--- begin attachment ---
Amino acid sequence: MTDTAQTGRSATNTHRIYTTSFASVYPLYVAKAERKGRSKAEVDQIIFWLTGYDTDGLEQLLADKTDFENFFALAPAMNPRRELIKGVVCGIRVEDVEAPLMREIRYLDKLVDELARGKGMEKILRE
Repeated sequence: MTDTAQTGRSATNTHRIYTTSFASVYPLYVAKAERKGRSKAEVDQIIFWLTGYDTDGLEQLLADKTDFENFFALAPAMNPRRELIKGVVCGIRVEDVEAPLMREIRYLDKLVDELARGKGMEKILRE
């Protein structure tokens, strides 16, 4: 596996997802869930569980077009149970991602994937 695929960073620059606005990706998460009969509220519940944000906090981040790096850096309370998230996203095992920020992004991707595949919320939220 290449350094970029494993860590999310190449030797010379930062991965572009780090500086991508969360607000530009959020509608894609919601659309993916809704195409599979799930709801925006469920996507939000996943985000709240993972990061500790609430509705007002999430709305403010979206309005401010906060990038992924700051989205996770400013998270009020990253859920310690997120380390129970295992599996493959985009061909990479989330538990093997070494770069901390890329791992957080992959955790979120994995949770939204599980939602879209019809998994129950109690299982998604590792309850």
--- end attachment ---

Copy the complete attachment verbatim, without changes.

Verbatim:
Amino acid sequence: MTDTAQTGRSATNTHRIYTTSFASVYPLYVAKAERKGRSKAEVDQIIFWLTGYDTDGLEQLLADKTDFENFFALAPAMNPRRELIKGVVCGIRVEDVEAPLMREIRYLDKLVDELARGKGMEKILRE
Repeated sequence: MTDTAQTGRSATNTHRIYTTSFASVYPLYVAKAERKGRSKAEVDQIIFWLTGYDTDGLEQLLADKTDFENFFALAPAMNPRRELIKGVVCGIRVEDVEAPLMREIRYLDKLVDELARGKGMEKILRE
């Protein structure tokens, strides 16, 4: 596996997802869930569980077009149970991602994937 695929960073620059606005990706998460009969509220519940944000906090981040790096850096309370998230996203095992920020992004991707595949919320939220 290449350094970029494993860590999310190449030797010379930062991965572009780090500086991508969360607000530009959020509608894609919601659309993916809704195409599979799930709801925006469920996507939000996943985000709240993972990061500790609430509705007002999430709305403010979206309005401010906060990038992924700051989205996770400013998270009020990253859920310690997120380390129970295992599996493959985009061909990479989330538990093997070494770069901390890329791992957080992959955790979120994995949770939204599980939602879209019809998994129950109690299982998604590792309850």